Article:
Milan Design Week is always a very rich source of interior design inspiration. This year, there was a particular focus on workspace design. More than 50 exhibitors presented their new collections at Salone del Mobile in Workplace 3.0 as well as around the city.
Walking around Milan, I saw a clear change in the way workspaces are conceived, and I’m summarizing it here in 5 words.
The workspace of tomorrow is fluid and customizable according to personal needs. Spaces are adaptable, and the same spot can transition from group work area to individual working station in no time.
Modular and flexible furniture is what makes this possible and examples range from soundproof curtains and room dividers to easy-to-move chairs with storage underneath.
It is also more and more common to see single-place pods dedicated to focus work. Enclosed in acoustic surfaces, these pods provide a silent and private area that facilitates concentration.
The growth of focus work areas fits perfectly into the most recent researches that prove how open office design is actually detrimental for both productivity and collaboration.
In particular, studies* have proven that people communicate less directly in open offices (around 70% less!!!) and interact more via instant messaging & email.
Workers also complain about constant exposure to uncontrollable noise, which makes it way more difficult to concentrate.
Recognizing the importance of mental balance and wellbeing, the workspace of the future also has areas to relax. Call it silence room or relax area …this is a place to unplug for a while, enjoying few moments of silence.
For example, here is a shot from the Elle Décor at Work exhibition at Milan Design Week 2019. This small rounded room – called Nap Room – featured three individual alcoves carved into the curved wall with cozy cushions and relaxing lighting…the perfect example of what biophilic design would call refuge area!
As said in the project presentation:
“On the globalised contemporary work scene, hyper-competition and hyper-productivity are the standards that jeopardise the worker's equilibrium. In this stressful context, companies recognise the importance of their own workers' physical and mental balance: the need arises to guarantee holistic well-being and to make all those services linked to well-being easily accessible to those who work.”
Always with wellbeing in mind, ergonomics becomes increasingly important in the workspace of the future.
First, this means making flexible desks that allow switching from sitting to standing a standard.
But that’s not everything.
Noise is another source of discomfort that can hinder productivity. Acoustic solutions are an increasingly diffused solution. But forget ugly ceiling panels! Today, acoustic solutions are available in all sorts of shapes and colours and can contribute to the aesthetic of the space as well.
Another thing I discovered at Salone del Mobile is that tables can also be sound-insulating! These table tops have micro holes that – paired with an acoustic gap – actually absorb noises! And they work really well because the insulating surface (the tabletop) is very close to the noise's source (people sitting around the table and talking).
Also called worker-centered design, the future of workspace design is more and more focused on human wellbeing.
As a consequence, office spaces are generally more informal and it’s common to find welcoming sofas and modular seating areas for brainstorming, meetings or breaks.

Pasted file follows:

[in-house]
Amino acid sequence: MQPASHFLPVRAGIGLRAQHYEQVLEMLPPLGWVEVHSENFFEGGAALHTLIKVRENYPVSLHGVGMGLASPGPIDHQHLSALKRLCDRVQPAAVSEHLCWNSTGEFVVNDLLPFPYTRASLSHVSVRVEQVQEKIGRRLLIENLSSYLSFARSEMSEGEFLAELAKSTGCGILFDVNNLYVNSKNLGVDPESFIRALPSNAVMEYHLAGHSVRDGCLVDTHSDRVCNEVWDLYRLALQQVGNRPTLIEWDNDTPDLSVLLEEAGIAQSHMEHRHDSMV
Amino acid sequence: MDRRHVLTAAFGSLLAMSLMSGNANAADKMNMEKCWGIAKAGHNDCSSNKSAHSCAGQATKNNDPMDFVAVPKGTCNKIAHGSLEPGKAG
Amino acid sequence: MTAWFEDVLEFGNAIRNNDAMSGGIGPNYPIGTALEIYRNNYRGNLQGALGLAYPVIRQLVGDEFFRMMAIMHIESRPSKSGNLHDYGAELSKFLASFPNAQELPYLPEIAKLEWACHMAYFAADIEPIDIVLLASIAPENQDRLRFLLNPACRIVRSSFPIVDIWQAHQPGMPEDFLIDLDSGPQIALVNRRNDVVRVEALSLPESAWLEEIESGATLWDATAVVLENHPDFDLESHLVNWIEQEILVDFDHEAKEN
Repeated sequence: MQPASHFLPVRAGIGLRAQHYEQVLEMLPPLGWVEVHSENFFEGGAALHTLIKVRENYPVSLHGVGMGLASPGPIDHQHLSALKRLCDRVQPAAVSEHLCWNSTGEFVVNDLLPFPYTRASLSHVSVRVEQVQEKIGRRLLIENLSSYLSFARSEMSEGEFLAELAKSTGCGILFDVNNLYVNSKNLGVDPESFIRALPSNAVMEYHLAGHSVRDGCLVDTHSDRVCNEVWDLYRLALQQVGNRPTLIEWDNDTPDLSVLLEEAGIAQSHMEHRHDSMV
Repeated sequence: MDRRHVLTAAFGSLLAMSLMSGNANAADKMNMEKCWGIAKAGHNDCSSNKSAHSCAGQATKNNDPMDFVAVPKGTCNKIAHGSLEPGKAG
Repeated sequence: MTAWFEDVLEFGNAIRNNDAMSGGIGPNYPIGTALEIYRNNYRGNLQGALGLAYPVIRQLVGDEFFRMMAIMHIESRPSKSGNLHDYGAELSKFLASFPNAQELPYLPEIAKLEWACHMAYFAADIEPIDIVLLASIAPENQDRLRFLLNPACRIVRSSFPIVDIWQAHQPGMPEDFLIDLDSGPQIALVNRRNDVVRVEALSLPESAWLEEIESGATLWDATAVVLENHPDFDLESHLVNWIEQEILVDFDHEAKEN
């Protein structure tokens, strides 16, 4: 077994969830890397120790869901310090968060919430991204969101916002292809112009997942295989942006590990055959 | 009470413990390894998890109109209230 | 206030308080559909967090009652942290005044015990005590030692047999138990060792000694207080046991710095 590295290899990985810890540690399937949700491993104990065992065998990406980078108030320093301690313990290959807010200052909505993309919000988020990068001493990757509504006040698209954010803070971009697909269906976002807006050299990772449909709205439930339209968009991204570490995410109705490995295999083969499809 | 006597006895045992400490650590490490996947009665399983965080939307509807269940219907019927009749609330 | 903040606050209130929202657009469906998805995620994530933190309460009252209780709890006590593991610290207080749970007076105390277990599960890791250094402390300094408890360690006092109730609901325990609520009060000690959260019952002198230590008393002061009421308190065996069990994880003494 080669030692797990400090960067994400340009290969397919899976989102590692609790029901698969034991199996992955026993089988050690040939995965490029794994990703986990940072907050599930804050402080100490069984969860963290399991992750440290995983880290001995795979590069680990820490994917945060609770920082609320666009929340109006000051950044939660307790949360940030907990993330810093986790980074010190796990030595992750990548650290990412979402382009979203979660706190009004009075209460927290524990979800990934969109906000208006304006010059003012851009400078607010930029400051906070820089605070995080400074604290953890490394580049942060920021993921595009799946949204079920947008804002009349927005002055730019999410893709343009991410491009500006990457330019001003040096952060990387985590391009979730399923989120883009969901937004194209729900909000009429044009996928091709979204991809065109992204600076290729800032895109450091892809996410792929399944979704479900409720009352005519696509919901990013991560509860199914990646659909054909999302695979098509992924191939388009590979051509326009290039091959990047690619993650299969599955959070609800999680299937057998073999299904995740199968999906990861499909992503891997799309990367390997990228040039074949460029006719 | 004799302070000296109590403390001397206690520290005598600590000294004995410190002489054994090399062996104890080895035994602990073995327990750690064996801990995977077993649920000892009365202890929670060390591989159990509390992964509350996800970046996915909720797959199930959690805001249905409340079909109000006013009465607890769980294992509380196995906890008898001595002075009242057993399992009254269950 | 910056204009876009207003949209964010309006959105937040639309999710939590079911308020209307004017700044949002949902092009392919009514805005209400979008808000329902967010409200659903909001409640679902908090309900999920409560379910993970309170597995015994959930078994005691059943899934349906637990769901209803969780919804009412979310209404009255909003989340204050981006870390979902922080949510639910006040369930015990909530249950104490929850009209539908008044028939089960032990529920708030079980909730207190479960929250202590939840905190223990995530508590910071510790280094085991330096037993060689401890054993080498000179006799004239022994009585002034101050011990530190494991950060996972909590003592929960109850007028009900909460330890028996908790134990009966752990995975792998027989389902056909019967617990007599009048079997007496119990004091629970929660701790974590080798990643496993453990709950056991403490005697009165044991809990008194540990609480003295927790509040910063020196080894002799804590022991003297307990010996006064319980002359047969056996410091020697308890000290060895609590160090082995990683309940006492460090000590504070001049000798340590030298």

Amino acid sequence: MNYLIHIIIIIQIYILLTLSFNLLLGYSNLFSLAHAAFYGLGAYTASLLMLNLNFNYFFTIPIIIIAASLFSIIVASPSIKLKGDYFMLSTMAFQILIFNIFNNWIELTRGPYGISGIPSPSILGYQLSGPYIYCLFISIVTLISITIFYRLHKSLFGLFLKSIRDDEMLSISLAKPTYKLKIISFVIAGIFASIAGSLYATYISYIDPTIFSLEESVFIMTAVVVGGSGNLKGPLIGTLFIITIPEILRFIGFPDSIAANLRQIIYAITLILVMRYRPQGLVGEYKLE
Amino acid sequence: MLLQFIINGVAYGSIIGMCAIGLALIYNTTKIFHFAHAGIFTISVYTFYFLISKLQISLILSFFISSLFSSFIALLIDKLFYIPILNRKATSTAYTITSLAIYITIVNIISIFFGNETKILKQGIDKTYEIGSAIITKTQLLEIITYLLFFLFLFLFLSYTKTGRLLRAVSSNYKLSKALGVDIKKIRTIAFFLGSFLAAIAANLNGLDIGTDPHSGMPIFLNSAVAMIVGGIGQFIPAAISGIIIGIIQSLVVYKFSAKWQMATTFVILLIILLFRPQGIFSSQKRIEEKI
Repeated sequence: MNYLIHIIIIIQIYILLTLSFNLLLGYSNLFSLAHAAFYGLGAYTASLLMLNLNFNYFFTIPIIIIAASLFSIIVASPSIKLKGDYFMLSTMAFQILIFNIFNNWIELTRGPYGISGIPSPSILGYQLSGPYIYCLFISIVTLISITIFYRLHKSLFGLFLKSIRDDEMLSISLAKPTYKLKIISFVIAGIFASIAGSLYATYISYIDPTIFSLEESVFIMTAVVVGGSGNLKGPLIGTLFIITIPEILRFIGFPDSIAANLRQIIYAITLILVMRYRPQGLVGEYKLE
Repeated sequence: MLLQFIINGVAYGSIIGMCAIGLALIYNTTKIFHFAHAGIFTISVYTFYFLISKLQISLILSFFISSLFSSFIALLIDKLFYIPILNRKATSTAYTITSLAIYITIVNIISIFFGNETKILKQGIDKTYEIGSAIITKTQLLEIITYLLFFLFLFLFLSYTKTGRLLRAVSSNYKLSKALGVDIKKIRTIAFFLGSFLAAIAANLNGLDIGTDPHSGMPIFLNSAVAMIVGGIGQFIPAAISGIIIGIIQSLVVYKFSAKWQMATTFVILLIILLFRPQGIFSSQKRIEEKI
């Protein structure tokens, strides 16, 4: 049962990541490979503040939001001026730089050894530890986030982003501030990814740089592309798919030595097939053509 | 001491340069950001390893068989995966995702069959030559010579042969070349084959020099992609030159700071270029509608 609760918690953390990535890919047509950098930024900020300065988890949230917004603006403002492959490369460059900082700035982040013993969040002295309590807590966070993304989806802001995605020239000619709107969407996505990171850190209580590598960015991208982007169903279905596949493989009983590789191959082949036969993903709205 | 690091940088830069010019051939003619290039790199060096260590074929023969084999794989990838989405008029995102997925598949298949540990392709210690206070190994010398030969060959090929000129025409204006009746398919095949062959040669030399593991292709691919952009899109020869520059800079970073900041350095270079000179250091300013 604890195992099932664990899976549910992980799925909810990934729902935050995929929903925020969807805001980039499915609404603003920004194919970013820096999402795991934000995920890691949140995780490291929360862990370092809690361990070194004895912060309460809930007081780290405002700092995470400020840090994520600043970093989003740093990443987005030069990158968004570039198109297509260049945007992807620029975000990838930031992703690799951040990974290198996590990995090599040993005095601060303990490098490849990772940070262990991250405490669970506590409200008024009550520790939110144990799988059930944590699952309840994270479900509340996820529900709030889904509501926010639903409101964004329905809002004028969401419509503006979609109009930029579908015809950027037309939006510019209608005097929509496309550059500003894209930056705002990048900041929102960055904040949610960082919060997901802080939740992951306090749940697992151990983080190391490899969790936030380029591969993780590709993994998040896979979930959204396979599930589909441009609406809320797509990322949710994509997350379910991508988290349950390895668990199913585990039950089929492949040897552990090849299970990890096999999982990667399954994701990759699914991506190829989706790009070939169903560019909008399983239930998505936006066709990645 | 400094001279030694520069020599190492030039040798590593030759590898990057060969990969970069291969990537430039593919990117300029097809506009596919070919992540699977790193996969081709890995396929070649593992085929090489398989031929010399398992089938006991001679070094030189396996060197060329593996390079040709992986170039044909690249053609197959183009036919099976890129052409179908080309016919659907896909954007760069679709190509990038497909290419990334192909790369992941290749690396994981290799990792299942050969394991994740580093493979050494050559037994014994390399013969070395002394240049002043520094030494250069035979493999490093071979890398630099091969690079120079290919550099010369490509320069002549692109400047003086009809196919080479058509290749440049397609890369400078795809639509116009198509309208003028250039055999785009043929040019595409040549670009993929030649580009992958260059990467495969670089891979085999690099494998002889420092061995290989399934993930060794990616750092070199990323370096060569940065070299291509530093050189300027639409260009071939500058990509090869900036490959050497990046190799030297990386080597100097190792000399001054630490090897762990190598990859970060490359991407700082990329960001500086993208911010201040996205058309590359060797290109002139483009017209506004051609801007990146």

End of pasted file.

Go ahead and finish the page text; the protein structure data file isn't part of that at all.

Indoor air quality is also fundamental for wellbeing. The focus here is on proper aeration and on the use of healthier materials. Indeed, indoor spaces are often more polluted than outdoor ones and this is mainly caused by the harmful VOCs (volatile organic compounds) released by finishes and furniture.
Plants give another helping hand in purifying indoor air and they're also beneficial for our health as a whole.
Last but certainly not least, artificial lighting has a huge impact on wellbeing. Not surprisingly then, the newest lighting innovations take health and wellbeing into serious account. Next to light intensity, they allow customizing light colour and colour temperature, for maximum comfort.
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As a final note on wellbeing, workspace designs are featuring more curved lines, and this is not by chance.
In fact, humans are naturally attracted by organic shapes, which can help to reduce stress and enhance concentration.
Curved shapes also feel more welcoming and facilitate collaboration, standing as a symbol of the adaptation of workspaces to individual needs.
Technology is a fundamental element of modern offices, and this is not going to change. But in the workspace of the future, technology is concealed and no longer exhibited.
On this line, charging stations get hidden in desk dividers and tables become touch screens. The overall aim is making the space more welcoming, approachable and worker-centered.
I have to say I’m really happy about this new tendency! In particular, it's very promising to see that the evolution of workspace design is based on wellbeing, comfort and health – 3 of the ingredients of a biophilic office!
- Ethan S. Bernstein and Stephen Turban. “The impact of the ‘open’ workspace on human collaboration” (opened in a new window/tab). Philosophical Transactions of the Royal Society B: Biological Sciences. Vol. 373(July 2018) issue 1753
- JungsooKim and Richard de Dear. “Workspace satisfaction: The privacy-communication trade-off in open-plan offices” (opened in a new window/tab). Journal of Environmental Psychology. Vol.36 (Dec 2013), Pages 18-26
Cover image: HILTI Eastern European Headquarters – Moscow - Design by OFFCON Architectural Bureau (opened in a new window/tab) - Photo by Ilya Ivanov (opened in a new window/tab)